In fact, I couldn’t agree with you more when you say “There are a set of problems for which what C&P are doing is exactly the right thing, but there are also many where they are not.” — absolutely.

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  2. Yaron Koren
    December 21st, 2008 at 10:00 | #2

    Trying to come up with an ideal solution for ontologies and rule sets is like trying to come up with an ideal solution for database design: it’s ludicrous, since every implementation’s needs will be different. Actually, it’s even worse than that, since data stores that are successful (whether it’s a website, a company’s back end, or an ontology) tend to grow in size and complexity, so you can’t even say that there’s an ideal solution for a *single* implementation.

    That’s a nice idea about getting rid of the word “the”, and it fits in with my thought before that if people started using “semantic web” only as an adjective and not as a noun, it would make things clearer for a lot of people.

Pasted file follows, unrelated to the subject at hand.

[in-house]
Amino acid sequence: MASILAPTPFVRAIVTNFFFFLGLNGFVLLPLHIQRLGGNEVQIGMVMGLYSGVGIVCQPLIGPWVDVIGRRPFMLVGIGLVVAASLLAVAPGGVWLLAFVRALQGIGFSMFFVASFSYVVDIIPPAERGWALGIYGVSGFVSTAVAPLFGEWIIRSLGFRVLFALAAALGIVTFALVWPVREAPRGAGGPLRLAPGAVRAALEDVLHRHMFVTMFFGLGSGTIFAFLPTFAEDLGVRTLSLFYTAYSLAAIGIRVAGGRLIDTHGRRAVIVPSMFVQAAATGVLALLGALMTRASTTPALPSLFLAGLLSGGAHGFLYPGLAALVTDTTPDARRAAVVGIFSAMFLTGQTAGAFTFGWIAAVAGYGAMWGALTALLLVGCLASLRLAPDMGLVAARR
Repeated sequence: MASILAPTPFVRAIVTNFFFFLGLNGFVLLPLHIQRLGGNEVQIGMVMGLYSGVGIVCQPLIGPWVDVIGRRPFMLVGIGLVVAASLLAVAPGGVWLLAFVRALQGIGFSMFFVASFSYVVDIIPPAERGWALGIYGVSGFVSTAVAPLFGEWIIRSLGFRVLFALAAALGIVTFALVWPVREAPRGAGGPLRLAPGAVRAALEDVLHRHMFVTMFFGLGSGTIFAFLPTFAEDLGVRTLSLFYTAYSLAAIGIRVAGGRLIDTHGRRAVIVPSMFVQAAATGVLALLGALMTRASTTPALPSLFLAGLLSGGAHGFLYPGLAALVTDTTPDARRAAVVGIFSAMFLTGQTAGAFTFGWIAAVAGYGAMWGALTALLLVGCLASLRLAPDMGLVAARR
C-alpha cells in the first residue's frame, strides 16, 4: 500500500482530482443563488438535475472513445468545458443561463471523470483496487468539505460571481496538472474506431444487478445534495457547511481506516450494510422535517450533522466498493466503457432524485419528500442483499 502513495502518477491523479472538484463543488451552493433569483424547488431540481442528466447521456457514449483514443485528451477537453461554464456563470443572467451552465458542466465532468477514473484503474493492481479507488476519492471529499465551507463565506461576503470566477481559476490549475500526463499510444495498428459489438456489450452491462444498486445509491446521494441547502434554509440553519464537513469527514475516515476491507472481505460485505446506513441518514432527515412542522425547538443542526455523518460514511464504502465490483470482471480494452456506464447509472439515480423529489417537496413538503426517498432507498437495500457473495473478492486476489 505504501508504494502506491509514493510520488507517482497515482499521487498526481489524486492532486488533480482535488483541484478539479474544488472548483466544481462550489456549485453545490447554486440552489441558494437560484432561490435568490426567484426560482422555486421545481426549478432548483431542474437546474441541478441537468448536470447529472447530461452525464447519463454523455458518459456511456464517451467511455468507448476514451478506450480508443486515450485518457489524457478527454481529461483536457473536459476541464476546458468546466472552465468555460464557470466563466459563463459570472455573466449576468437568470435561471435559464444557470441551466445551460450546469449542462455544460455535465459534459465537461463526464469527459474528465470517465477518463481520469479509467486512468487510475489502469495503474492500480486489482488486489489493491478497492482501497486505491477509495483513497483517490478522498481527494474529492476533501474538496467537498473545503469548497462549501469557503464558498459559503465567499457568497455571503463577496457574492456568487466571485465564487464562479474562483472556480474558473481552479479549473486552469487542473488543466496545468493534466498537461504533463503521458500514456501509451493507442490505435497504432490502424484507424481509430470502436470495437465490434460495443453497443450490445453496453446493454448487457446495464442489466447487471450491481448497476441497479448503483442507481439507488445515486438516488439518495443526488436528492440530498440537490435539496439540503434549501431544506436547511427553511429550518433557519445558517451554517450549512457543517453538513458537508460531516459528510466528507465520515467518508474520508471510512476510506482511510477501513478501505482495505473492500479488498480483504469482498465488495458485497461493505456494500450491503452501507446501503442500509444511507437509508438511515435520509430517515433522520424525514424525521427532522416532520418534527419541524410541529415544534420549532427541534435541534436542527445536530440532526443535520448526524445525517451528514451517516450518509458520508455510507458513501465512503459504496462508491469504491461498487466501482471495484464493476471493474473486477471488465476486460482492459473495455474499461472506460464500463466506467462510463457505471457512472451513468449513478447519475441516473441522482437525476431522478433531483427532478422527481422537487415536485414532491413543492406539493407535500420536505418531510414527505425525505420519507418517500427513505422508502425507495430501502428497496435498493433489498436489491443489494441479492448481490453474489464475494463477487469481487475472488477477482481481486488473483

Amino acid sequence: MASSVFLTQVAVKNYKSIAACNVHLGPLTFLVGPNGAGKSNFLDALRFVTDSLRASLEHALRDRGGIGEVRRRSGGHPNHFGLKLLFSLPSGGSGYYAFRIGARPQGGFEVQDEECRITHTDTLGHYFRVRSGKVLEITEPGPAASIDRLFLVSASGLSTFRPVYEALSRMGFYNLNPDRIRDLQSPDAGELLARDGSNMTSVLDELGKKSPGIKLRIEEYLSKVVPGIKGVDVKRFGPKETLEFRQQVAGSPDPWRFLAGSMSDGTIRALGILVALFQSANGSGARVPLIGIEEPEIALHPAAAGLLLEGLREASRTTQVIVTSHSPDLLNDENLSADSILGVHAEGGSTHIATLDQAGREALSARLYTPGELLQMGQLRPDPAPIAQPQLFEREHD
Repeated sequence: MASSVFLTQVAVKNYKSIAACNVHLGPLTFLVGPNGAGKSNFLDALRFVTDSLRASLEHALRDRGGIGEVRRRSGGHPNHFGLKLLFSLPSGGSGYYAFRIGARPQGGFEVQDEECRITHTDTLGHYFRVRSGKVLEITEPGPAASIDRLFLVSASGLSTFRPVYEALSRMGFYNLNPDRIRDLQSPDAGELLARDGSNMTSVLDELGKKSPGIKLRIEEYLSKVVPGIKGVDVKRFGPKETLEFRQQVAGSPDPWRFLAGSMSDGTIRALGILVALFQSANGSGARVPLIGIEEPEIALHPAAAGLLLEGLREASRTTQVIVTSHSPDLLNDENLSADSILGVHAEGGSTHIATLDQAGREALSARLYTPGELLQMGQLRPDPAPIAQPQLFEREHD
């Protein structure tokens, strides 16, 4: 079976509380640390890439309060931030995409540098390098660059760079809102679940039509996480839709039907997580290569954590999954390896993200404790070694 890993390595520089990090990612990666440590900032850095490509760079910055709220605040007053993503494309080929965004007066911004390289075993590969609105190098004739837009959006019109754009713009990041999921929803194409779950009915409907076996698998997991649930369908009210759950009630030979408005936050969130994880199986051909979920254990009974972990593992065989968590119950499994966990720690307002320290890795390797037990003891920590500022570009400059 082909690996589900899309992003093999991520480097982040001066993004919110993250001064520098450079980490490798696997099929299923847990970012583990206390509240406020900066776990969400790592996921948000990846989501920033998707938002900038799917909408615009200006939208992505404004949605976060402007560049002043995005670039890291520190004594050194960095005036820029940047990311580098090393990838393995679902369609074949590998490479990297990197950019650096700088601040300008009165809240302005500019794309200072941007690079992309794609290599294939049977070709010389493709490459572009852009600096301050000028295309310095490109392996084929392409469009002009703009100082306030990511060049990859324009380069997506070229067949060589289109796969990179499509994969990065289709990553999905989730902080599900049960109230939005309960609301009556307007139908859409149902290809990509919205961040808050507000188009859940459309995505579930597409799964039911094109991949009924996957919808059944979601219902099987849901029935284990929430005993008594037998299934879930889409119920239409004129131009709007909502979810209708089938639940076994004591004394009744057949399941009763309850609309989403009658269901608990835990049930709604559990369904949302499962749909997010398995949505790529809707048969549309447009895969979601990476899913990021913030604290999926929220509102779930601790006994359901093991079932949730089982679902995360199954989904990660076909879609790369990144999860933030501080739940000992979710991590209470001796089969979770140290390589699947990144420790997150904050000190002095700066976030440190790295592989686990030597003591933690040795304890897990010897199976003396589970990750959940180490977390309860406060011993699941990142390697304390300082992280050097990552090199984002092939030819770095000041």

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  3. December 21st, 2008 at 10:10 | #3

    p.s.?

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  4. December 22nd, 2008 at 10:23 | #4

    Hi Jim,

    As I read about Kendall’s two poles, I immediately thought of your talk on the Two Towers. Was I remembering the distinction between them correctly, at least terms of the relative roles of data and ontologies in each tower?

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  5. December 26th, 2008 at 10:46 | #5

    Dan – the “p.s.” was a cut paste error, was added not too long after

    Bob- yes, that’s exactly the distinction I was making in that talk (online at http://www.cs.rpi.edu/~hendler/presentations/) but it’s worth noting (and I say it when I give that talk) thst this is a simpliication and there’s really many different approaches. Just as an example, in the Two Towers talk CYC would get put in the same tower as OWL DL, but Doug Lenat is one of the more vocal critics of DL and other inexpressive logics for KR, At the other end, one could argue the DLP guys are doing an inexpressive scalable language, but they’d hate being lumped in with the stuff I was talking about (incomplete reasoners)

    Kendall – yes, see the p.s. which was in my original post, but somehow I cut it off before it got syndicated, but it is in the main posting…